Another flavour of minimal marking is to aim at only one criterion of an assignment to the exclusion of other criteria while the student is learning a specific skill. This works particularly well for larger assignments with ‘phases’ of development of skills. For example, a beginning writer needs to find a substantive topic, organize an essay well and show command of grammar and spelling.  But students cannot attend to feedback on all those things at once: they need feedback on each skill separately. Good writing is good thinking: students cannot attend to mechanics of writing when their ideas are still muddled. Only when they have made a substantive claim about a topic and have achieved good organization is there room to receive feedback on grammar. So this kind of feedback must take into account each student’s existing skills and those they still need to develop.

Finally, STOP giving detailed feedback on final assignments. It’s not worth spending your time that way if students do not read the feedback.  The student who wishes more feedback will benefit from a visit to your office for a focused conversation about their work. 

Authentic Assessment

Authentic Assessment focuses on assignments that fulfill the learning outcomes of our courses while offering intrinsic value to students that excites their enthusiasm for learning.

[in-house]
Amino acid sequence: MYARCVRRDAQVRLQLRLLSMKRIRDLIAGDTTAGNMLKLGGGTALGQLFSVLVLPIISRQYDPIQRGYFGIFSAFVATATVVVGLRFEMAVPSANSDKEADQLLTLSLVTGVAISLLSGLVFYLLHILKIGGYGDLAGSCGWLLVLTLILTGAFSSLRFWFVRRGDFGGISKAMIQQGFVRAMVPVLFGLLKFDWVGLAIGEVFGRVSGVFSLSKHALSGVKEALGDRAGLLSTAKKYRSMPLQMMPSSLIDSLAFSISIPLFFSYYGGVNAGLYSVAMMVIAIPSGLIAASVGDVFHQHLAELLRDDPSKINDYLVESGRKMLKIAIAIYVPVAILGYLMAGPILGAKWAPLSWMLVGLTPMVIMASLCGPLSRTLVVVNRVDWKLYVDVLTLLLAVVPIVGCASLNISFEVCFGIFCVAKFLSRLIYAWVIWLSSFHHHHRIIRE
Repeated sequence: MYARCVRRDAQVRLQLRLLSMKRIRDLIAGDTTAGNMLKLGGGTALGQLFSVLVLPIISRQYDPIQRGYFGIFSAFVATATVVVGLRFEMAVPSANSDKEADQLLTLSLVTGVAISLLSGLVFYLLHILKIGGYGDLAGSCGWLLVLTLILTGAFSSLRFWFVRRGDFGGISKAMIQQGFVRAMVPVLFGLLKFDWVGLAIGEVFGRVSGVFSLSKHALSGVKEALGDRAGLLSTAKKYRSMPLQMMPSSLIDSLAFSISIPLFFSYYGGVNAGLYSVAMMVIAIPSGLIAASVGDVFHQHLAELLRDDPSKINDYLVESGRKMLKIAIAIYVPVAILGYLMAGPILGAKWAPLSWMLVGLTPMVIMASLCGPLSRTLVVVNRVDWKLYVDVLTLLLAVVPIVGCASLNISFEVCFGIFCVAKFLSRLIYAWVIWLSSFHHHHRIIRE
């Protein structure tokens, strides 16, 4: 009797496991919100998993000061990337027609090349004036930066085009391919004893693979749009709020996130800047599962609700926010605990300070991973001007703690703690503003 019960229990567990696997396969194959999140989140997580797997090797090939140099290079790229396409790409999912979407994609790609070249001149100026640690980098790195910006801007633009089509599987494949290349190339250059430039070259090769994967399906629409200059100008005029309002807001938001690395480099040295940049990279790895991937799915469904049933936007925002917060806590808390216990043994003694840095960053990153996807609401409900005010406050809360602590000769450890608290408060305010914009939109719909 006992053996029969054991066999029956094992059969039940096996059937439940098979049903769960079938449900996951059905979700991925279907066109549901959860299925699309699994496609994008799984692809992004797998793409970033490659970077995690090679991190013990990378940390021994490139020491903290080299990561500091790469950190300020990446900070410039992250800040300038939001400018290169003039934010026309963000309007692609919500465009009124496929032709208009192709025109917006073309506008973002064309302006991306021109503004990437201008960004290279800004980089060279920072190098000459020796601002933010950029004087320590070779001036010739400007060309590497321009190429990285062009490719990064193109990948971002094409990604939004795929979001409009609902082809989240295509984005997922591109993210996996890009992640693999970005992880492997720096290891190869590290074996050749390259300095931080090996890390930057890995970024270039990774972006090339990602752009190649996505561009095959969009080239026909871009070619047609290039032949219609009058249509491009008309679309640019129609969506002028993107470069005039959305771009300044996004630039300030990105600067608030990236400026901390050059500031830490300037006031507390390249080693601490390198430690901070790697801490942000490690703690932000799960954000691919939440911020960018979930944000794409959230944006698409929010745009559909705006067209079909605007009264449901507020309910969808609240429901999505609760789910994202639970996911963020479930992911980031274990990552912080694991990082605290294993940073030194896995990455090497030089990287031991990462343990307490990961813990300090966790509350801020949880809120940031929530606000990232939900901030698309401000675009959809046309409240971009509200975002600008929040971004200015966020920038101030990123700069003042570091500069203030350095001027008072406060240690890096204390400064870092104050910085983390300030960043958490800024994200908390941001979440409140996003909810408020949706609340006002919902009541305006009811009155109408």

One way to test your assignments for their authenticity is to ask yourself the questions: what does this assignment ask students to do that they couldn’t do before taking the course? What will show that they’ve changed how they think and act?  These questions require you to imagine your students inhabiting their future with your course under their belt: they help you focus on what you know are the real skills, attitudes and knowledge that students will need to be successful beyond the end of your course. Focusing on what students will be able to do with the core concepts of the course helps students see why the assignment is relevant to them beyond just receiving a grade.